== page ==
Research Articles

Sep - October 2018  |  Vol: 4  |  Issue: 5
Determination of Bioavaibility of Cr, Co, Ne, Fe, Se, As, Pb From Sargassum Paniculatum

Quency C. Pedong1 and Karina Milagros R. Cui-Lim1,2*

 

1Department of Physical Sciences, College of Science,

2University Research and Development Services, University of Eastern Philippines, University Town,    Northern Samar, Philippines 6400

 

*Address for Corresponding author:

Karina Milagros R. Cui-Lim1

University of Eastern Philippines,

University Town, Northern Samar,

Philippines 6400

 karina_cui@yahoo.com

 

 

Abstract

Objective: This study is about the determination of bioavailability of Cr, Co, Ni, Fe, Se, As and Pb and Nutritional content of Sargassum Paniculatum including crude fat, moisture, crude fiber, carbohydrates and protein analysis. Material and Method: Physical properties including boiling point, color, density, odor, and solubility test was also determined. As for chemical properties, ash content was also determined. Conclusion: The researcher recommends introducing more study on chemical properties, and continued study on the procedure in medical application.

 

Introduction

For several centuries there has been a traditional use of seaweeds as food in China, Japan and the Republic of Korea. As people from these countries have migrated around the world, this custom has moved with them, so that today there are many more countries where the consumption of seaweed is not unusual. Coastal dwellers in tropical climates such as Indonesia and Malaysia have also eaten fresh seaweeds, especially as salad components. Seaweeds are photosynthesis organism important to their ecosystem since they release O2 into seawater and contribute to carbon fixation and nutrient cycling. Seaweeds are major coastal resources which are valuable to human consumption and environment in many countries. Edible seaweeds were widely consumed, especially in Asian countries as fresh, dried, or ingredients in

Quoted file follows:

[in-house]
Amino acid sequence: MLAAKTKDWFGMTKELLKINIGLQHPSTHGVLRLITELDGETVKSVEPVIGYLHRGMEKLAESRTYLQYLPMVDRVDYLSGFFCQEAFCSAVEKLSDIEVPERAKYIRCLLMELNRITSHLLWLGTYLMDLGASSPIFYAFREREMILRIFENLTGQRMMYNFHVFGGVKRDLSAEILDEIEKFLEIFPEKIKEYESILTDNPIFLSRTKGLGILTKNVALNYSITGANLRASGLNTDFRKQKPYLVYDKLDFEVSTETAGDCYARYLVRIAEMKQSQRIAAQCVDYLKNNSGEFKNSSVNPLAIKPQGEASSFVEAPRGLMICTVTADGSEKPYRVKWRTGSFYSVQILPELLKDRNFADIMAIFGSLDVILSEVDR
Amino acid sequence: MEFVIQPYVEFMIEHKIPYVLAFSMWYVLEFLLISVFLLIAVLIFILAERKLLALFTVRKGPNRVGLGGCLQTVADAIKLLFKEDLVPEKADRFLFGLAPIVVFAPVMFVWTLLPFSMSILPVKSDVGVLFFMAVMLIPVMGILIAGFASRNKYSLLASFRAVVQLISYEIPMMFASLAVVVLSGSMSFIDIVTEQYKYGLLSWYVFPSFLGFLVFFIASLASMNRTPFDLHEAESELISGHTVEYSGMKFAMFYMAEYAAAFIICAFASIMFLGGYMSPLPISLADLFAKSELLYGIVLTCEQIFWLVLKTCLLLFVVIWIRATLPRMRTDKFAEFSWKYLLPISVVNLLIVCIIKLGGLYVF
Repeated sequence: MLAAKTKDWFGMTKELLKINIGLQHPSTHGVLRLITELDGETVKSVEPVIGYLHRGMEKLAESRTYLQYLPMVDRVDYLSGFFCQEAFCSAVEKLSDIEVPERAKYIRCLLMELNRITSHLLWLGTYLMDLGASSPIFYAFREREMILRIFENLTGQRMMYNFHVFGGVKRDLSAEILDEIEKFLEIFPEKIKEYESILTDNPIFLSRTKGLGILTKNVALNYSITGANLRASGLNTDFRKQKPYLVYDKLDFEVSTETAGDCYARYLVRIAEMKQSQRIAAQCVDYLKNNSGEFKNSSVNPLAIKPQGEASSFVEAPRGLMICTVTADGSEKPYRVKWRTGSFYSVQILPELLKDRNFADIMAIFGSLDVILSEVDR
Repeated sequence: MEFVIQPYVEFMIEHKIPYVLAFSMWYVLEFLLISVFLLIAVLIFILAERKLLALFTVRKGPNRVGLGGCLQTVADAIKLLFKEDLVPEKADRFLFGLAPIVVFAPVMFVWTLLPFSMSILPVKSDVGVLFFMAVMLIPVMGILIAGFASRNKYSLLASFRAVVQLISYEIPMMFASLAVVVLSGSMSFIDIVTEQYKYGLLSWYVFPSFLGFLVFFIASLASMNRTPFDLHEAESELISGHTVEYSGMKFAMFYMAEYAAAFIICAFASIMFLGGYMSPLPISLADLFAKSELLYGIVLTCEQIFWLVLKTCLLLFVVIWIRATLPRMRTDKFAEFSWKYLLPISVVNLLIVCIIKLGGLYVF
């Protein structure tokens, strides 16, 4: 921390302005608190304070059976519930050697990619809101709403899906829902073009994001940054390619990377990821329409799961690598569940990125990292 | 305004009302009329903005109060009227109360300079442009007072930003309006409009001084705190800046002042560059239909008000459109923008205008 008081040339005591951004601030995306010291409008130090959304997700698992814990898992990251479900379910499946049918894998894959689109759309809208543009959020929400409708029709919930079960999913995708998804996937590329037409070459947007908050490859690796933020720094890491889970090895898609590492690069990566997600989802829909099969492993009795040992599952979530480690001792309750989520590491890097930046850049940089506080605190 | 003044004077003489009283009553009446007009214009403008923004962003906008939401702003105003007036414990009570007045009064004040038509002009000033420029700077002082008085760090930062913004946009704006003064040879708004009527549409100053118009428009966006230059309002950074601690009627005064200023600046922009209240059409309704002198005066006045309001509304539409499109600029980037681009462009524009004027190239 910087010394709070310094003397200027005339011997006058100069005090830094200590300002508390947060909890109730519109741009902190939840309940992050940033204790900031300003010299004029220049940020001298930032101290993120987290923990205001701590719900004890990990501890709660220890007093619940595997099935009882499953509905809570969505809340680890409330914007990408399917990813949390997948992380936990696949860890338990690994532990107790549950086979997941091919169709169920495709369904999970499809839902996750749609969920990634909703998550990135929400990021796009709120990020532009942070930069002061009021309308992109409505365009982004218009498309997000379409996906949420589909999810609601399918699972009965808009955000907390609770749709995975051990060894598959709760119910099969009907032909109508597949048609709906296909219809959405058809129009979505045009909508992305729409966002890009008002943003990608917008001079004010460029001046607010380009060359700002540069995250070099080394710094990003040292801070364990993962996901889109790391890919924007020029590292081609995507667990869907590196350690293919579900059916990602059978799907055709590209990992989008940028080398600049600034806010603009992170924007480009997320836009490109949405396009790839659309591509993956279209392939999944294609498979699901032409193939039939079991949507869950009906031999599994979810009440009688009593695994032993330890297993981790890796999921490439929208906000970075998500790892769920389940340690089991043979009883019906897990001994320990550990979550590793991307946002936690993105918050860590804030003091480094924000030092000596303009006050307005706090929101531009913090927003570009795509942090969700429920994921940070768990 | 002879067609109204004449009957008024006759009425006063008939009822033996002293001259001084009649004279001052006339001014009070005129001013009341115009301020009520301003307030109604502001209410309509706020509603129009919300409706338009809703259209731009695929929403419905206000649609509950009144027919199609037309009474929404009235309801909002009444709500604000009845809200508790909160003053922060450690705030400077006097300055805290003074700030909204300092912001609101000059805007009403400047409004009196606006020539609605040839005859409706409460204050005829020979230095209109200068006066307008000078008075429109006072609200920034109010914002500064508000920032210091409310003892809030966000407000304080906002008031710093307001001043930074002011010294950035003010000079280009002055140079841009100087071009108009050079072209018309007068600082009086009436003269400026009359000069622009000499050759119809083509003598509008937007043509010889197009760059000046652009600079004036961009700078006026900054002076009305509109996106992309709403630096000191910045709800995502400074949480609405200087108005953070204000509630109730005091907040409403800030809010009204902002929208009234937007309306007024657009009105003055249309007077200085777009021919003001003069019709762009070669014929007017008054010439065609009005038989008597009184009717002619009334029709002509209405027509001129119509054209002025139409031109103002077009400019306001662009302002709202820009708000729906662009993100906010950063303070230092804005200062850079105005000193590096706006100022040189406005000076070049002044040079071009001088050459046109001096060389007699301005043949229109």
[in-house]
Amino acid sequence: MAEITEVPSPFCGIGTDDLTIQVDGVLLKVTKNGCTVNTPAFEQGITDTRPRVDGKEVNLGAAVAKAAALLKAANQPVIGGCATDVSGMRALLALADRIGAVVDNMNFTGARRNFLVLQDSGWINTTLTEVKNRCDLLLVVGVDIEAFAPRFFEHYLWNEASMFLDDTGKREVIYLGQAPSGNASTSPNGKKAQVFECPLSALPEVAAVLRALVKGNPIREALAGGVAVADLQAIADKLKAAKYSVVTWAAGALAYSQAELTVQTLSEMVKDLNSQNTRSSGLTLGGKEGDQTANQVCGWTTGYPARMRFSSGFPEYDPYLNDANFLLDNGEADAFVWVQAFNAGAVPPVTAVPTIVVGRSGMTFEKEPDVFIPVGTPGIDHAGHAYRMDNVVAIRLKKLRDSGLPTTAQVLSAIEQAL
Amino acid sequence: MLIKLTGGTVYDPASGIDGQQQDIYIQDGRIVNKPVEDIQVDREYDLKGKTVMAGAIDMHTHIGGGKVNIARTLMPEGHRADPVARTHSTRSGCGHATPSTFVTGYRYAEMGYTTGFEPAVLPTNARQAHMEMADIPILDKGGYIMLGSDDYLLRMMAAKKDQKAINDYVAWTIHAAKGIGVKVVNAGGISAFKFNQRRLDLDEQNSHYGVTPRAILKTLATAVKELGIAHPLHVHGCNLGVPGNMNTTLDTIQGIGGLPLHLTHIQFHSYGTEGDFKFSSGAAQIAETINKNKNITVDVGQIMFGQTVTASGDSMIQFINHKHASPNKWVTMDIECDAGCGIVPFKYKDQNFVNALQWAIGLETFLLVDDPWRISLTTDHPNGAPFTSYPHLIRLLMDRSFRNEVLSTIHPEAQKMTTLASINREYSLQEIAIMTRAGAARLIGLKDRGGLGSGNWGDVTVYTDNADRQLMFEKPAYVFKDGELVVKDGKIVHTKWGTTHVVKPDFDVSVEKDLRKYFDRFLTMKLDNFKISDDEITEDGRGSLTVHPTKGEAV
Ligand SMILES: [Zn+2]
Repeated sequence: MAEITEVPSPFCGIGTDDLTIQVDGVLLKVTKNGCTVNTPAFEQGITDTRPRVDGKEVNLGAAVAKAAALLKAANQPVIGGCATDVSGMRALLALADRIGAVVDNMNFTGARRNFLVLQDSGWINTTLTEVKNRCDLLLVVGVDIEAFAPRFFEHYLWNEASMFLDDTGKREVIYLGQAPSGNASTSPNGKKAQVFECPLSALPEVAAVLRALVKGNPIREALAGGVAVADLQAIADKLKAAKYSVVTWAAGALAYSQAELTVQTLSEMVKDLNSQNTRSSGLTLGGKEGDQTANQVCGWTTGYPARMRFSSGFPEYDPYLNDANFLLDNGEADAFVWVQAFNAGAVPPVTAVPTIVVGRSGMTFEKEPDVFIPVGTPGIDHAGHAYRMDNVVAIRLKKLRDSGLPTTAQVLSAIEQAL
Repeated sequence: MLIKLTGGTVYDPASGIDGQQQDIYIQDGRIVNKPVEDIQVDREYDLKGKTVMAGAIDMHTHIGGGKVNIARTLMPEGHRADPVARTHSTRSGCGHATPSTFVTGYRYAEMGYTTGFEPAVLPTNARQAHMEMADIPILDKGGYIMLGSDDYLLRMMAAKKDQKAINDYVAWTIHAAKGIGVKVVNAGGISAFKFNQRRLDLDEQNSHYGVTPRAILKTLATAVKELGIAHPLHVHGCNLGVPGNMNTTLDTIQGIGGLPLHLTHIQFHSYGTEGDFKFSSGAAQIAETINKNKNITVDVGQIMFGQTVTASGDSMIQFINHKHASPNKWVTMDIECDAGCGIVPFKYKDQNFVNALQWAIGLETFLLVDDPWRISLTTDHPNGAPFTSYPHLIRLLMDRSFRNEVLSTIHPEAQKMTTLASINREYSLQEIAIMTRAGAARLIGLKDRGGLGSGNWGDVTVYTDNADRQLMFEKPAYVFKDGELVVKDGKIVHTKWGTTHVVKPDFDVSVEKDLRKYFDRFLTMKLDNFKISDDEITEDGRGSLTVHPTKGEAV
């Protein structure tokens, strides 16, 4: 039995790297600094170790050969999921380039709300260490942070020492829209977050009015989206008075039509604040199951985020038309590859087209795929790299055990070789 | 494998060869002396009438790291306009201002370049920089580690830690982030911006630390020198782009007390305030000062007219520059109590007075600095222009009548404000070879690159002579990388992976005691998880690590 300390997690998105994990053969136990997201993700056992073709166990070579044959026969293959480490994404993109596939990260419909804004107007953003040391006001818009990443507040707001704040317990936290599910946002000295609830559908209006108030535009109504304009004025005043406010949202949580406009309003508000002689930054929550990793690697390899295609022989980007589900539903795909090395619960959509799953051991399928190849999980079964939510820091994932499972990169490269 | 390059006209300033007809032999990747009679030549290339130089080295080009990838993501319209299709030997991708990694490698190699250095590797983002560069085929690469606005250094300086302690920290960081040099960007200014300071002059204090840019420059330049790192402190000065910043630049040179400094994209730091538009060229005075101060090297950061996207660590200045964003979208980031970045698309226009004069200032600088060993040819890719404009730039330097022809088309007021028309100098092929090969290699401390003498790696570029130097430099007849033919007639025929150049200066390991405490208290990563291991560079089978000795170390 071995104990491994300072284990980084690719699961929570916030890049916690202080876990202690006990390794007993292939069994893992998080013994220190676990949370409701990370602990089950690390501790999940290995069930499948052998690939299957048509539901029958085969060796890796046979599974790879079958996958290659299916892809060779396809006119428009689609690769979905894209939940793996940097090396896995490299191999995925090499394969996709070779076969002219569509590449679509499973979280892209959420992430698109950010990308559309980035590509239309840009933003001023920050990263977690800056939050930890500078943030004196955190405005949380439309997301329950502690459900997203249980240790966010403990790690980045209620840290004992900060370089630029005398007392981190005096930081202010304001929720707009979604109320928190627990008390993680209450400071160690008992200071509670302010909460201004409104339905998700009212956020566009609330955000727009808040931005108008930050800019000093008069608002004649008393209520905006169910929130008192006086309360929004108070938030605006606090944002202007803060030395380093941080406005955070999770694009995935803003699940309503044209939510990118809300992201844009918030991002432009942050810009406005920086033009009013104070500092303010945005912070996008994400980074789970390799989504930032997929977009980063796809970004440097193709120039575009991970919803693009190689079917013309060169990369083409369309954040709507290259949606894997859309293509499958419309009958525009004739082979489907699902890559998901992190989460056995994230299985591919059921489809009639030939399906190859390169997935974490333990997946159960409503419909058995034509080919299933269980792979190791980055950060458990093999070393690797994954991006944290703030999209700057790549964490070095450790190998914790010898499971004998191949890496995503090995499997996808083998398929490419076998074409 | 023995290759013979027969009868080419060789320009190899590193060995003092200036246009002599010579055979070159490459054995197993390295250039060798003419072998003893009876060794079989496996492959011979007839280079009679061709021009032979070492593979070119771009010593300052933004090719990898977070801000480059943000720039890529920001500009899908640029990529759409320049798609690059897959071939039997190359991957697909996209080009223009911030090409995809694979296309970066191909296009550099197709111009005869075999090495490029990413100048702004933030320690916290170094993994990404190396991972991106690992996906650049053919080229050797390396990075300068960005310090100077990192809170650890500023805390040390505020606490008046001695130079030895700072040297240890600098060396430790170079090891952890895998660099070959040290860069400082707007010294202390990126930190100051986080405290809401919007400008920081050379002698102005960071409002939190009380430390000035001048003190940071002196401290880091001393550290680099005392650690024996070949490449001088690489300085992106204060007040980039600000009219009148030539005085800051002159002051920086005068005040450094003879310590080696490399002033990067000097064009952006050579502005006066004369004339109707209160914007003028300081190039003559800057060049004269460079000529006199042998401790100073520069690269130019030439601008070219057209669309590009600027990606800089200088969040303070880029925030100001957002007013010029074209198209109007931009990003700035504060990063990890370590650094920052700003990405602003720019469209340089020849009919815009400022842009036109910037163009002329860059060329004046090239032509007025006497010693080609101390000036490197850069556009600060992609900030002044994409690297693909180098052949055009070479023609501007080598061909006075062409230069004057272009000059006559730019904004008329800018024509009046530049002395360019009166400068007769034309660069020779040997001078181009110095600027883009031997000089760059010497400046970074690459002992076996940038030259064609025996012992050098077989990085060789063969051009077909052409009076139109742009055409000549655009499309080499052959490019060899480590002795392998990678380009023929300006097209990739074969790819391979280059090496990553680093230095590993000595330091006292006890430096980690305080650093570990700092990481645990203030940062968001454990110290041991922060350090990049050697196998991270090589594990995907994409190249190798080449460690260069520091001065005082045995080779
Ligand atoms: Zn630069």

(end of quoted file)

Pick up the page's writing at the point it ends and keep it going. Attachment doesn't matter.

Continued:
prepared foods. Compared to the land plants, the chemical composition of seaweeds has been poorly investigated and mostly of the information only deals with traditional Japanese seaweeds. The chemical composition of seaweeds varies with species, habitat, maturity and environmental conditions.

In recently years, seaweed called ancient super food and was our ancestor’s secret to health and longevity. Seaweed draws an extraordinary wealth of mineral elements from the sea that can account for up to 36% of its dry mass. This food is high in iodine, calcium, magnesium, iron, vitamins C and A, protein, Vitamins B, fiber and, alpha linoleic acid, EPA, and so much more. Seaweeds do have some very specific characteristics. Whether they’re microscopic organisms of massive of structures, many feet long, seaweeds don’t have the same internal structures that land-dwelling plants have. Seaweeds may or may not have roots, but when they do these roots (holdfasts) are solely to anchor the plant to an underwater surface rather than to absorb any nutrients. Seaweeds absorb their nutrients through their leaf-like tissues.

One of this, the S. Paniculatum, a genus of Sargassum belonging to the class Phaeophyceae in the order Fucales and a family of Sargassaceae. S. paniculatum is brown seaweeds, normally brown to yellowish with a length up to 10cm. It is an autotroph that uses energy from sunlight. The photosynthesis is facilitated thanks to aerial an vesicle which allows the algae to raise to the surface. S. Paniculatum found throughout tropical areas of the world and are often the most obvious macrophyte in near-shore areas where Sargassum beds often occur near coral reefs.

For this reason, the researcher is interested in determining of nutritional content of bioavaibility of Cr, Co, Ne, Fe, Se, As, Pb from S. Paniculatum .

METHODOLOGY

Preparation of Sargassum sample

The raw seaweeds were collected in Urdaneta beach, Lavezares, Northern Samar. The samples as washed in seawater and placed in plastic bags and was put on an ice box and then transported to the laboratory where the tests were conducted. At the laboratory, samples were washed with sea water to remove sands and other impurities, then, were washed with distilled water dry and group into two. One group of raw seaweeds were undergo dried and pulverization and the other were cooked before pulverize.

Seaweed Extraction

Freshly picked seaweeds washed with tap water and rinsed with distilled water to remove the visible dirt and other impurities then cut into pieces. 20 g of this finely incised seaweed was transferred to a 250 mL beaker with 200 ml distilled water in it and boiled for 20 min. The extracts were then filtered to obtain a clear solution and remove particulates, then put into 250 mL Erlenmeyer flask and refrigerate 4ºC for further experiments.